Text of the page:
Also, although Armitage may have had doubts about invading Iraq in 2003, he was no peacenik, as some Washington journalists believed.
In 1998, Armitage had been one of 18 signatories to a seminal letter from the neoconservative Project for the New American Century urging President Bill Clinton to oust Saddam Hussein by military force if necessary.
Armitage joined a host of neoconservative icons, such as Elliott Abrams, John Bolton, William Kristol, Richard Perle, Paul Wolfowitz and Donald Rumsfeld. Many of the signers became architects of Bush’s Iraq War policy five years later.
Picking the Press
In mid-June 2003, as the White House fretted over the potential impact from Wilson’s Niger-yellowcake criticism, Cheney and Libby began to pick out reporters who were considered friendly and likely would help in the anti-Wilson campaign.
On June 23, 2003, Libby briefed New York Times reporter Judith Miller about Wilson and may have passed on the tip about Wilson’s wife working at the CIA at that time. [NYT, Oct. 25, 2005]
Other administration officials also were reaching out to journalists. About the same time as the Libby-Miller meeting, conservative columnist Robert Novak received a surprise call from Armitage’s office offering an interview.
“During his quarter of a century in Washington, I had had no contact with Armitage before our fateful interview,” Novak wrote later. “I tried to see him in the first 2 ½ years of the Bush administration, but he rebuffed me – summarily and with disdain, I thought. Then, without explanation, in June 2003, Armitage’s office said the deputy secretary would see me.”
Novak dated the call from Armitage’s office at about two weeks before Wilson went public with his article about the Niger story on July 6, 2003. In other words, Armitage’s outreach to Novak and Libby’s briefing of Miller came at virtually the same time. [Novak column, Washington Post, Sept. 14, 2006]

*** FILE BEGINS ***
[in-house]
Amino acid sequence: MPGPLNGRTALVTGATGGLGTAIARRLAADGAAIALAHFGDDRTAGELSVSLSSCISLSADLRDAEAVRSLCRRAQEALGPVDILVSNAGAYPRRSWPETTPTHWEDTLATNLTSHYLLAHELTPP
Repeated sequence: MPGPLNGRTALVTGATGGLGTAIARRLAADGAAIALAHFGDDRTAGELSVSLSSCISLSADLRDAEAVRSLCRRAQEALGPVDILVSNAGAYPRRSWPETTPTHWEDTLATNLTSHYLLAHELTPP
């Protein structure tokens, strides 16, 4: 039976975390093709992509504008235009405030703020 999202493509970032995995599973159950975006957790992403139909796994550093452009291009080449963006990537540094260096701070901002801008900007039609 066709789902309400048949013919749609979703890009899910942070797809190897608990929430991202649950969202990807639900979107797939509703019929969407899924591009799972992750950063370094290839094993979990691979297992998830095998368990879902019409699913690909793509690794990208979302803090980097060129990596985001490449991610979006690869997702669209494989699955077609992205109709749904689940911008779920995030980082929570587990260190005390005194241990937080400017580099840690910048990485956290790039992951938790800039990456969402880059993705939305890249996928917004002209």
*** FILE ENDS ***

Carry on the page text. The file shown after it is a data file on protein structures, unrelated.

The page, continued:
As the White House was pulling its wagons into a defensive circle, Wilson was deciding to attach his name directly to his charges of manipulated intelligence.
In The New York Times opinion section on July 6, 2003, Wilson published his article, entitled “What I Didn’t Find in Africa,” in which he described his Niger mission and said the White House had “twisted” intelligence to justify war. The same day he appeared on NBC’s “Meet the Press” to expand on his charges.
As Cheney read Wilson’s article, a perturbed Vice President scribbled in the margins the questions he wanted pursued. “Have they [CIA officials] done this sort of thing before?” Cheney wrote. “Send an Amb[assador] to answer a question? Do we ordinarily send people out pro bono to work for us? Or did his wife send him on a junket?”
Though Cheney did not write down Plame’s name, his questions indicated that he was well aware that she worked for the CIA and was in a position (dealing with WMD issues) to have a hand in her husband’s assignment to check out the Niger reports.
That same eventful day – July 6, 2003 – Armitage called Carl W. Ford Jr., the assistant secretary of state for intelligence and research, at home and asked him to send a copy of Grossman’s memo about Wilson to Secretary of State Powell. Since Powell was preparing to leave with Bush on a state visit to Africa, Ford forwarded Grossman’s memo to the White House for delivery to Powell. [NYT, July 16, 2005]
The next day, July 7, Libby took the unusual step of inviting White House press secretary Ari Fleischer out to lunch. There, Libby told Fleischer that Wilson’s wife worked in the CIA’s counter-proliferation division, where most CIA officers operate in a covert capacity. Libby “added that this was something hush-hush or on the QT, that not many people knew this information,” Fleischer later testified.
Giving this sensitive information to a press secretary suggested that Libby was looking for ways to disseminate the news to the media. Fleischer then joined the presidential party on a five-day state visit to African capitals.